No matter whether we’re talking animÃ©, manga, or American TV, a show should make sense, or it shouldn’t. (“Hunh?” you say. “Why would a show not make sense?” Hang with me a minute and I’ll explain.) I’m talking, once again, about the two rulesets for the “reality” of a show. I keep tweaking and refining them; maybe at some point they’ll approach Zen-like simplicity. In their current form:
Ruleset #1: Actions have consequences. Events develop logically. While the rules of physics may vary from story to story, everything works within them. If anything completely inexplicable happens, it is a Mystery, and usually a plot point. (Otherwise it may be a Deus ex Machina).
Ruleset #2: Actions have no consequences, and events occur without cause; often without permanent effect. The impossible occurs regularly. Objects and characters appear and disappear as needed for momentary plot or gag convenience; if it is convenient to ignore previous events, they never happened.
I have sometimes thought of Ruleset #2 as the “Bugs Bunny rules.” If Bugs meets Elmer Fudd in a cartoon, it’s always the first time they’ve met. If Elmer shoots Bugs, the bunny isn’t hurt, even if the reason is absurd. If Bugs drops an anvil on Elmer’s head, Mr. Fudd is right as rain by the next scene. We know these rules, and we know not to take anything we see seriously, because it’s all harmless, and nothing really changes, whether Bugs and Elmer are in a Wagnerian opera, or the old west. One series that takes ruleset #2 to the extreme is Excel Saga, which warps reality to the point of having a built-in device for resetting continuity.
Note that ruleset #2 can intrude into ruleset #1 in limited fashion. This normally happens as a gag; the most common occurrences are “the washpan falling from nowhere,” an impossible “emo face,” or a character (usually a girl) yanking some object out of hammerspace (usually to hit a guy). Usually, the SEP field manifests to protect “reality,” and people don’t notice these oddities. But generally, people are required to “obey the rules” in their behavior, and no SEP field can protect them if they violate this. If a character acts in a manner completely inconsistent with known behavior patterns, the audience loses empathy, and becomes outsiders to the story, because they don’t believe what the characters are doing any more. Witness the recent backlash against Yoshida in Shana II: she’ll hold her own against tough Shana, but fold against meek Konoe? Events receive some protection; more than characters, perhaps. Gag things can happen, like in AMG, normal, non-magical characters appearing and disappearing in puffs of smoke, right in front of Keiichi and Belldandy — and no one bats an eyelash. In the AMG manga, the students arrive at college one day to find it’s been turned into a European castle. Everyone shrugs and goes home.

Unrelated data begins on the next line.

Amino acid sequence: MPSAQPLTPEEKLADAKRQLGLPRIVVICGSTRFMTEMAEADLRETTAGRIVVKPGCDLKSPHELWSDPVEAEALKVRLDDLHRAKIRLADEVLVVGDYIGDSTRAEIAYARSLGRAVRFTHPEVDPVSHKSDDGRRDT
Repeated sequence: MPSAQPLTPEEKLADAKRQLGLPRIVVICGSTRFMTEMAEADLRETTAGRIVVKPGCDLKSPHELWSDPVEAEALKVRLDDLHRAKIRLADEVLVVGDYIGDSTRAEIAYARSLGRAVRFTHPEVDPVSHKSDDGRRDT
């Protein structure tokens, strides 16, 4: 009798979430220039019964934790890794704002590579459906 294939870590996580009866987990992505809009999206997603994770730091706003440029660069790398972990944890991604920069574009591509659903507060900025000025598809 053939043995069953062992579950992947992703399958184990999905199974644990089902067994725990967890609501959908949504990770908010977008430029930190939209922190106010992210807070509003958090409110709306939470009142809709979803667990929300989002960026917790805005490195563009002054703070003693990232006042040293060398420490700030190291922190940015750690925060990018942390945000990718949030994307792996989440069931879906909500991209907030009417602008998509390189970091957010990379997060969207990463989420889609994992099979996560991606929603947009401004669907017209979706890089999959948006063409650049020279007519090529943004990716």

“Dramatic entertainment” (or entertainment that thinks of itself as dramatic) can go only as far into ruleset #2 as can be covered by an SEP field. Souske Sagara may produce a truly astounding number of weapons from his person, but he can’t hide an Arm Slave there. He can become extremely concerned about Kaname’s safety (to the point it affects his loyalty to Mithril), but it wouldn’t make sense if he suddenly started acting like a lame harem lead towards Melissa Mao. And a bona-fide fireball-tossing wizard cannot show up riding on a unicorn to attack Sagara in the Arbalest.
If things exist which shouldn’t, either they’re a Mystery (and often a plot point), or it’s a “mistake of convenience” to allow the writer to solve a problem. (Or set one up, such as the Whispered, in FMP.) Often, a bad writer can put himself in a corner, because a variant of the problem occurs later, but the writer doesn’t want it to be easily solved. What happens then can be either a deus ex machina; its close relative, the contrivance, or a lapse in which the writer simply ignores the problem and expects his audience to not notice.
The SEP field can protect events and objects from becoming lapses — but it can’t protect characters very well, because characters are the core of a story, not object or events, and so people aren’t very forgiving of problems there. If something happens once in a show that exceeds the ability of the SEP field to cover, it is a goof — because the SEP field is really rooted in the audience’s perception, and its willingness to suspend belief in logic long enough to accept what happened as entertainment. Even the best writers can mistake their audience’s willingness to “play along.” Should such mistakes keep happening over and over again until the audience begins to reject the characters or show, it’s bad writing.